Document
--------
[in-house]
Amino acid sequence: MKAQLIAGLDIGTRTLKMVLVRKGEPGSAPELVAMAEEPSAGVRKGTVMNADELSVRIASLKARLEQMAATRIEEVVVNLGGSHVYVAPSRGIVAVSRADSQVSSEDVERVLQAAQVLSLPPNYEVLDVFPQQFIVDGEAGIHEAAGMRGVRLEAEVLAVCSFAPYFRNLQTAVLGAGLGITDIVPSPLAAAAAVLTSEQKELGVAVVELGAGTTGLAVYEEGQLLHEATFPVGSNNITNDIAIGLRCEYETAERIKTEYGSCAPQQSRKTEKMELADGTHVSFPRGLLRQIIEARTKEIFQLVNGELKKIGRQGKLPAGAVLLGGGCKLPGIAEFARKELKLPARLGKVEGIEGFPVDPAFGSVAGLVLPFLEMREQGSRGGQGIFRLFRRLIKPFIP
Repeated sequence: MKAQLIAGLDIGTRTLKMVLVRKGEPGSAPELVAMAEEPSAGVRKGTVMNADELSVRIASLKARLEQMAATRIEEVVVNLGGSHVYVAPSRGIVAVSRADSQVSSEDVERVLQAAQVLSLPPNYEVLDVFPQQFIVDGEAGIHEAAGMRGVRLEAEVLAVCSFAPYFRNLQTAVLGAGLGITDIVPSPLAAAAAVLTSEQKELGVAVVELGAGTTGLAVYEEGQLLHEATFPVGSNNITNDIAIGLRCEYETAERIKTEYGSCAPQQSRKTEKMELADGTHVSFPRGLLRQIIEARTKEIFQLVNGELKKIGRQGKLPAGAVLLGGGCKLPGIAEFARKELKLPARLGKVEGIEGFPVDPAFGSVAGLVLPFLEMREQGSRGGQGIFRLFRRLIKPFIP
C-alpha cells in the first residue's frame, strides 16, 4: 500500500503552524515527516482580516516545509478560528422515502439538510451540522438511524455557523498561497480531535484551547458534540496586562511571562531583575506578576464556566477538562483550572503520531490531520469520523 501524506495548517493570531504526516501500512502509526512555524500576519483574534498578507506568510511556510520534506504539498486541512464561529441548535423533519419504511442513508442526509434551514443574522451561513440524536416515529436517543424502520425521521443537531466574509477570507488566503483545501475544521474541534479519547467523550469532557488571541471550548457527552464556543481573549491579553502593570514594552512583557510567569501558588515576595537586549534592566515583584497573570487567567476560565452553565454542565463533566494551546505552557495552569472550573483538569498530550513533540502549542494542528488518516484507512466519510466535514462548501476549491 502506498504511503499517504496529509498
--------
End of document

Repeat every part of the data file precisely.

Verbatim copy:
[in-house]
Amino acid sequence: MKAQLIAGLDIGTRTLKMVLVRKGEPGSAPELVAMAEEPSAGVRKGTVMNADELSVRIASLKARLEQMAATRIEEVVVNLGGSHVYVAPSRGIVAVSRADSQVSSEDVERVLQAAQVLSLPPNYEVLDVFPQQFIVDGEAGIHEAAGMRGVRLEAEVLAVCSFAPYFRNLQTAVLGAGLGITDIVPSPLAAAAAVLTSEQKELGVAVVELGAGTTGLAVYEEGQLLHEATFPVGSNNITNDIAIGLRCEYETAERIKTEYGSCAPQQSRKTEKMELADGTHVSFPRGLLRQIIEARTKEIFQLVNGELKKIGRQGKLPAGAVLLGGGCKLPGIAEFARKELKLPARLGKVEGIEGFPVDPAFGSVAGLVLPFLEMREQGSRGGQGIFRLFRRLIKPFIP
Repeated sequence: MKAQLIAGLDIGTRTLKMVLVRKGEPGSAPELVAMAEEPSAGVRKGTVMNADELSVRIASLKARLEQMAATRIEEVVVNLGGSHVYVAPSRGIVAVSRADSQVSSEDVERVLQAAQVLSLPPNYEVLDVFPQQFIVDGEAGIHEAAGMRGVRLEAEVLAVCSFAPYFRNLQTAVLGAGLGITDIVPSPLAAAAAVLTSEQKELGVAVVELGAGTTGLAVYEEGQLLHEATFPVGSNNITNDIAIGLRCEYETAERIKTEYGSCAPQQSRKTEKMELADGTHVSFPRGLLRQIIEARTKEIFQLVNGELKKIGRQGKLPAGAVLLGGGCKLPGIAEFARKELKLPARLGKVEGIEGFPVDPAFGSVAGLVLPFLEMREQGSRGGQGIFRLFRRLIKPFIP
C-alpha cells in the first residue's frame, strides 16, 4: 500500500503552524515527516482580516516545509478560528422515502439538510451540522438511524455557523498561497480531535484551547458534540496586562511571562531583575506578576464556566477538562483550572503520531490531520469520523 501524506495548517493570531504526516501500512502509526512555524500576519483574534498578507506568510511556510520534506504539498486541512464561529441548535423533519419504511442513508442526509434551514443574522451561513440524536416515529436517543424502520425521521443537531466574509477570507488566503483545501475544521474541534479519547467523550469532557488571541471550548457527552464556543481573549491579553502593570514594552512583557510567569501558588515576595537586549534592566515583584497573570487567567476560565452553565454542565463533566494551546505552557495552569472550573483538569498530550513533540502549542494542528488518516484507512466519510466535514462548501476549491 502506498504511503499517504496529509498